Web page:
The rise of cyber-criminal threat for law firms since Covid-19

Posted by Legal Futures Associate Searchflow

Cyber attack: It has never been more important to put protective measures are in place

The global coronavirus pandemic, and the rise in people working from home, has unfortunately provoked a growth in cyber-crime. The UK government estimates that the cost of cyber-crime is £27bn per annum.

The legal sector handles sensitive data and large financial transactions, which makes it an attractive target for cyber criminals, who are constantly looking for new ways to exploit any situation they can.

In September 2020, the Solicitors Regulation Authority (SRA) published its review of firms who had suffered cyber-security breaches and found that the results ‘were often catastrophic’. In addition to the money stolen, law firms incurred additional costs in higher insurance premiums, lost time and damaged client relationships.

The SRA publishes recent scam alerts on its website, so that we can all see what to look out for. It also presents a scams round-up as an overview of current scam activity.

Cyber-security steps you can implement now

The repercussions of cyber-attacks can be devastating for both clients and law firms, who may never recover their business reputation. It has never been more important to ensure that protective measures are in place.

A practised and well communicated incident response action plan (IRAP) can help everyone to understand their role in a crisis and minimise the inevitable impact. This plan should include:

  • Initial steps to secure the situation;
  • A PR/communication plan to stakeholders, clients and third parties;
  • Maintaining a contemporaneous document tracking the situation, essential facts as discovered, key decisions and resulting actions; and
  • Lessons learned and future protection plans

There are accrediations that can also help, like Cyber Essentials Plus, a government-backed scheme which will demonstrate to your stakeholders that you take cyber-security seriously.

With some planning, training and the right technology in place, law firms can reduce risk and be confident that if a breach happens, they know how to respond to it and have everything they need in place.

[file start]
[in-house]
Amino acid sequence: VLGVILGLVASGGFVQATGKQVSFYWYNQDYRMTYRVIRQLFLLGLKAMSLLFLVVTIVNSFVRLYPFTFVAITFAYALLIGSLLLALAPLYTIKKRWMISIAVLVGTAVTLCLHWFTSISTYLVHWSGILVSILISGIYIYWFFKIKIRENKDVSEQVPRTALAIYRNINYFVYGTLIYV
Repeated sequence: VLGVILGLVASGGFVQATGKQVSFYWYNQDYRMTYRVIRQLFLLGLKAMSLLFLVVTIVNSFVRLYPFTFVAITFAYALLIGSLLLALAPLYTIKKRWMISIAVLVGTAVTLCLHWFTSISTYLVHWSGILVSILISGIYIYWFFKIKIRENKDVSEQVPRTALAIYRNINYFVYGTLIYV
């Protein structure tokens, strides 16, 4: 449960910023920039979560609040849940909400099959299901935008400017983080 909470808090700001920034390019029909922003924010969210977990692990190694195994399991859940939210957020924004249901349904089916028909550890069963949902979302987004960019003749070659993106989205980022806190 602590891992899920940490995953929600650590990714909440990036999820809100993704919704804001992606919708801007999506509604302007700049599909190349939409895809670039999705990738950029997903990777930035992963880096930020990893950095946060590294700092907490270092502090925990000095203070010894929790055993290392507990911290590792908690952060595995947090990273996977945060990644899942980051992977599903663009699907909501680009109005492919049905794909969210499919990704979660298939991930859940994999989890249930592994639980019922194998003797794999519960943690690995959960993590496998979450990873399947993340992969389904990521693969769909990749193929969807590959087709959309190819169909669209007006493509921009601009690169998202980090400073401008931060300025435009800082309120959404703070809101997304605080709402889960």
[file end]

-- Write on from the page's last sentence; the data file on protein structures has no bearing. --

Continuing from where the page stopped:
Here are some questions that can help provide a snapshot of where your business is now:

  • What are the current cyber-crime risks for property professionals and law firms?
  • How up-to-date are your current cyber security policies?
  • Are there any new or emerging cyber risks to be aware of and consider addressing?
  • Do your IT systems have suitable back-up, network and systems protection in place to support diagnostics and remedy in the event of any concern?
  • Do you have the expertise in-house to deal with cyber-security, or do you need to outsource to experts and have them pre-prepared should you ever need them?

You could choose to put together a strategy based on these suggestions:

  • It doesn’t matter how big or small your company is, plan as if you expect to be attacked. It could happen to anyone.
  • Enforce a strong password protocol. For example, insist that passwords are a good length (minimum 12 characters, more is better), follow the latest advice on making up passwords – for instance by adding together three words to make them easier to use, mixing in capitals or numbers.
  • Back up your data frequently and in different locations (on and offline) in response to a ransomware attack. Remember to validate the back-ups from time to time.
  • Be aware of the latest phishing scams, which can happen via email, phone and text. Remember that some 80% of attacks are via phishing.
  • Put a mobile working policy in place: Make sure staff who are not office-based understand company policies and procedures to stop sensitive information being lost, stolen or compromised. Seriously consider making a VPN your standard remote access method.
  • Make sure the personal information of all staff and customers is securely protected and you are certain your data protection impact analysis is up-to-date.
  • Invest in staff training: Ensure staff know about different types of cyber-attacks and the procedure to report a suspected attack.
  • Finally, get expert advice. If you don’t have your own cyber-security staff, it’s essential to use experts and find a suitable technology partner.

You can find out more from the National Cyber Security Centre. It has put together a collection of resources to help companies protect themselves from cyber-crime.

SearchFlow regards cyber-security as a vital part of any business. We’ve put together a handy list of key questions to help you examine the current state of your cyber-security.


    Readers Comments

  • Charlotte says:

    If the United States had rejected negotiations with Russia in the field of international information security, we would have much less computer attacks by hackers who are ready to take advantage of even a pandemic.

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